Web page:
Wednesday, November 10, 2010

Flash Fiction Competition: Lucy N. DeSky

Two Possible Winners this Time! 
Write a story about Lucy N. DeSky and Win one of the Drawings on the Right 
This contest closed Wednesday November 24, 2010
Dee Turbon and Lorri McDole were the winners.

Lucy N. DeSky 
10"x8" oil on masonite panel 

Lucy N. DeSky 12"x9" graphite drawing on paper 

Lucy N. DeSky 14"x10" charcoal and wash drawing on paper

Click on pictures to enlarge.

The story you write should be a "Flash Fiction" which is a complete story in one thousand or fewer words.  Please post the story in the comment section, you will have to provide your name and an email address in order to be qualified to win or you can e-mail me at with your info.  There is a problem with how many characters can post (only about 4,000) so if you cannot post it.  
E-mail it to me at

Go to my website for more contests:

Winning flash fiction stories will be integrated in with an exhibit in San Francisco at ArtHaus Gallery (April 8th for the reception).

The show is called:
Renovated Reputations: 
Paintings and Fiction inspired by Vintage Portrait Photographs
The exhibit will include a series of 20-40 paintings and mixed media works ranging in size from 8”x10” to 18”x24” framed with thrift store and vintage frames.  In addition to the exhibited works ArtHaus is publishing catalogs signed by me and as many of the authors as possible.

Catalogs/books will consist of image of the painting with the text of the “flash story” surrounding the image.  If I can get the authors to come to a book signing/party, authors would sign their pages for some of the printed stuff.

We're going to have a photobooth for the show for participants to play with and vintage costumes.

Of course I'll send the authors free copies of the catalogs. I will announce the winners the day after the closing deadline for the competition. I'm planning on doing one flash fiction competition a week every Monday from now until April.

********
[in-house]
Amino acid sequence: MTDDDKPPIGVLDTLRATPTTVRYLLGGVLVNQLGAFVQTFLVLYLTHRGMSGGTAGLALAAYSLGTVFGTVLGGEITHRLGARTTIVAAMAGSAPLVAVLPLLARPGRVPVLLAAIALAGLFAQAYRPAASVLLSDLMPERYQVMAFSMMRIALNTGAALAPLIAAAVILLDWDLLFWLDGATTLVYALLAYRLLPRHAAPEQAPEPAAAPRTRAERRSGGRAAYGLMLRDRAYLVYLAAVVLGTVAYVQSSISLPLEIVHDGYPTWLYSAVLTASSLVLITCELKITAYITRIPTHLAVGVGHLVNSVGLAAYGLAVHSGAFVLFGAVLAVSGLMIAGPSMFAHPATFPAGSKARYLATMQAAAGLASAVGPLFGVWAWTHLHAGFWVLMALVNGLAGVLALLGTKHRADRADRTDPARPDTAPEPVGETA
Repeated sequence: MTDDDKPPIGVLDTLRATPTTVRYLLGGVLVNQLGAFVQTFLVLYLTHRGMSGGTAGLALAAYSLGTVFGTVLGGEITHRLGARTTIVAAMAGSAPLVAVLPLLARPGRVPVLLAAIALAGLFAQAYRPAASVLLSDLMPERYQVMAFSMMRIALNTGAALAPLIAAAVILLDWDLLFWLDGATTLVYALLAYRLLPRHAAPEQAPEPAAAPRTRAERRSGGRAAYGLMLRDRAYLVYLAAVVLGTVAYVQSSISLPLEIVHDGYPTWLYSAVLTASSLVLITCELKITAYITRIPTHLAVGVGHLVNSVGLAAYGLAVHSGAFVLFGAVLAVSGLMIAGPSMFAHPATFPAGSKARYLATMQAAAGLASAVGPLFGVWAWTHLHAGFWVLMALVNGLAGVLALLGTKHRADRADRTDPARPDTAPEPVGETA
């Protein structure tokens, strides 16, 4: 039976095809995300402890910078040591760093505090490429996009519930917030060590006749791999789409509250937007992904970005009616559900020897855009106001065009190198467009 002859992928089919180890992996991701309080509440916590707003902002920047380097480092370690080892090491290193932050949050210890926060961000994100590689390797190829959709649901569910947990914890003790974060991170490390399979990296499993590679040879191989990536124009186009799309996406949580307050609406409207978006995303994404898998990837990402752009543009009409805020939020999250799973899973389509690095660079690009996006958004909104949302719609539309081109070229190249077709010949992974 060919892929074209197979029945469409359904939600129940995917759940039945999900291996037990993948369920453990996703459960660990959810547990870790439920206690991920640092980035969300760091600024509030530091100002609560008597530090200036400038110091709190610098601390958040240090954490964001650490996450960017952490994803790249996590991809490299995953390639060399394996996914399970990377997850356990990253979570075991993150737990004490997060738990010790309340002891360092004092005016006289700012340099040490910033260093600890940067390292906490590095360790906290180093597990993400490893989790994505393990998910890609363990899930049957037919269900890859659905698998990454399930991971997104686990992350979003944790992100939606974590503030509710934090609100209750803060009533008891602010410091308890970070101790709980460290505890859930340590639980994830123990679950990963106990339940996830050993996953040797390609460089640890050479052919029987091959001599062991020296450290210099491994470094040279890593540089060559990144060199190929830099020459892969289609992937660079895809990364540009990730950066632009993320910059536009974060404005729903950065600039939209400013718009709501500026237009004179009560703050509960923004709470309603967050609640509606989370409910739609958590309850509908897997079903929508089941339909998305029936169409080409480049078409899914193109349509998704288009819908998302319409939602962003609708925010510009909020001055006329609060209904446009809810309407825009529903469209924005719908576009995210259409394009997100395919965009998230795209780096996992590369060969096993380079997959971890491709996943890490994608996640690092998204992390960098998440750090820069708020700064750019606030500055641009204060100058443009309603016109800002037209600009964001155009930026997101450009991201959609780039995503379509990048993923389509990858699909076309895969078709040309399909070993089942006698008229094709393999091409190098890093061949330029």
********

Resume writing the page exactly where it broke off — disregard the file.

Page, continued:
(If the conditions in the side bar are not to your liking, I'm totally flexible.  Send me a contract that you like and I will mail it back to you.  I just don't want to chase people for signatures when I publish the catalog!)

Go to my website for more contests:


This one was sent by e-mail:

Diamond Girl by Lorri McDole

John’s pretty much a grab-the-Kraft-bottle-and-squeeze kind of guy, into all those so-called ‘improvements,’ so when he brought home the jar labeled ‘Bar-B-Q Sauce’, I gave him my eyebrows-up look.  

“Just read it already,” he said. 

“Bar-B-Q Sauce,” I read, trying to figure out what part to emphasize.  “So?”

“So, Bar-B-Q.  Bar-B.  Get it?” 

My name isn’t Barbara, but John started calling me Barbie after his niece showed him that new doll she got, because of my blonde hair I guess.  I know it sounds silly—I’ve always been the serious one, first about school and then my career, if you could call it that, as a nurse—but I was kind of flattered.         

“Hey Blondie,” he said.  “Hey Barbie.” And it stuck.   

After John brought home that jar, I was never just Barbie anymore.  Barbie Queen, Barbie ‘Q’tie—I was surprised by the little thrill I got from the names he came up with.  By the time he got to Barbie Q-ball I was usually laid out on the kitchen table with him brushing whatever he’d put in the jar that night—whipped cream, honey, chocolate sauce—all over my body and licking it up.  I didn’t have a lot of experience at it, being sweet or sexy.  I kind of liked it. 

At parties, he introduced me as ‘my girlfriend, Barbie Q,’ as if the Q actually stood for something, and after a few drinks, he’d start joking about how he liked me ‘done,’ how messy I made his face, things like that.  It got awkward when he and Paul would disappear into the garage to play their music.  Their friends would stand in the corner, drinking beer and whispering and looking over their shoulders at me.  Who knows what they were saying.  But then one day John called me Celia in front of everyone (“Seal ya up and ship ya off,” the kids used to tease me at school), and just like that, Barbie was gone.

So was John. 

When I found out he had a new girlfriend, names started buzzing in my head—Angelica, Isabella, Theresa—and I couldn’t help imagining the little trinkets he’d bring home to them:  angels that leave glitter all over your hands when you touch them, oxidized bells, nuns with ‘nasty’ habits that fly up when you push a button.  I thought about cupboards all over the city filled with these souvenirs, just like my Bar-B-Q Sauce jar.     

But then I heard John’s new song on the radio—Lucy N. DeSky with Diamonds—and damn if I can think of what you could give a girl who seems to have everything, or how you could ever leave her.